Rod MacLeod MNZM is Senior Staff Specialist and Director of the HammondCare Learning & Research Centre, Greenwich Hospital and Conjoint Professor in Palliative Care at the University of Sydney Northern Clinical School, Australia. In this background post to his longer article in the June issue of the European Journal of Palliative Care, Prof MacLeod explains how their website contributes to a ‘state-wide’ education programme that aims to enable people to die at home.
How do people learn about palliative care? Unless they go on a specialist training programme it is likely that they listen to lectures, read journals and other media or pick it up from specialist colleagues.
One of the things that occurred to me back in 1988 when I was first learning about palliative care was that, unless we could find effective methods of providing general practitioners and other members of the primary healthcare team with education about what matters most in palliative care, we would not be able to make progress. Over the years, many have tried with varying success to make a difference through education.
In late 2013, the New South Wales state government in Australia allocated $35 million to four palliative care providers, to enable people to die at home. One of these, HammondCare, formed a consortium with palliative care providers Sacred Heart Health Service and Calvary Health Care Sydney Ltd, in collaboration with local health districts and specialist palliative care services, to provide a programme to enable this. Part of that project involved creating a ‘state-wide’ education programme. We saw this as an opportunity to develop an innovative way to provide information to healthcare professionals and the community. Rather than trying to reach every area of the state (which covers over 800,000 km2) to deliver seminars and lectures we opted to create a website www.palliativecarebridge.com.au that would have a broad reach and cover as many topics as we could think of concerning care near the end of life that people could use when and where they liked.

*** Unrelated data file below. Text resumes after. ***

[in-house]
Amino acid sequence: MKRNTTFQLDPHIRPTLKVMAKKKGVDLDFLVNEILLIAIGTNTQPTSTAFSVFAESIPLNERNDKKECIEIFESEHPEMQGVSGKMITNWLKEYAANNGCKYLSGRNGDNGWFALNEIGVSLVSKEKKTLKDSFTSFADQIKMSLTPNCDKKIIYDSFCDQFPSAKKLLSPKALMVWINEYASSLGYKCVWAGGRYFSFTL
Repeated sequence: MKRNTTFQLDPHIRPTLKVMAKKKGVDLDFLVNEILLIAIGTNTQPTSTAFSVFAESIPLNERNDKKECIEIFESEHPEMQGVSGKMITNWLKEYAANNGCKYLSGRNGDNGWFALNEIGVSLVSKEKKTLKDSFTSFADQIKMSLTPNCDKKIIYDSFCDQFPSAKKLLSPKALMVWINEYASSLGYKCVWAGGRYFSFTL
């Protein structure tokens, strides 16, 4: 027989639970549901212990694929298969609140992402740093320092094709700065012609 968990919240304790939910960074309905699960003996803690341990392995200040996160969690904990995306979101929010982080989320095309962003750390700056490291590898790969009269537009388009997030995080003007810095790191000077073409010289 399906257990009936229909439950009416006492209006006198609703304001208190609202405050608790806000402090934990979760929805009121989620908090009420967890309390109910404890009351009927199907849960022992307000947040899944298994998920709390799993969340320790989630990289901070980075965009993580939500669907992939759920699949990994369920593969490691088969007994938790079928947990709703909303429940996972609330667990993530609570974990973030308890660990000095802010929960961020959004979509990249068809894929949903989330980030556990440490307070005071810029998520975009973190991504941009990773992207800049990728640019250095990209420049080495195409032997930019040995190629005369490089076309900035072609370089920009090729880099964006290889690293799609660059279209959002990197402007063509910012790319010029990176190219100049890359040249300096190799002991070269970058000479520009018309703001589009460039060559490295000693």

The Palliative Care Bridge delivers over 60 short educational videos and other resources on palliative care by respected experts in their fields. Our aim is to better equip users of the site to gain confidence and specialised knowledge in the delivery of appropriate palliative care to people in need. We aimed to cover all the usual topics but rather than providing the classical hour-long talk we aimed to provide ten to fifteen minutes of ‘tips and tricks’ on many topics that would help people in their provision of care. The website also includes printable resources including assessment tools, a booklet on pain management, resources for conveying information to Aboriginal people about life-limiting illness and a directory of bereavement services and counselling. The presentations aren’t just by health professionals either. We have interviews with patients and carers of people who are dying.
The reach of the website has been worldwide. The main users are in Australia and New Zealand but we have had visitors from many parts of the world. Please visit it. We welcome feedback from anyone with comments, criticisms and suggestions for improvements and additions.
Read the full article in the European Journal of Palliative Care
This post relates to a longer article, The Palliative Care Bridge, an online training resource for palliative care staff by Rod MacLeod, published in the May/June 2016 edition of the European Journal of Palliative Care (vol. 23.3).
If you have a web-based subscription to the journal you can download this issue, plus all articles in the journal archive. You can also browse the archive and download articles by taking a 10-minute or 30-minute subscription. Members of the EAPC receive discounted subscription rates to the journal – click here to subscribe online.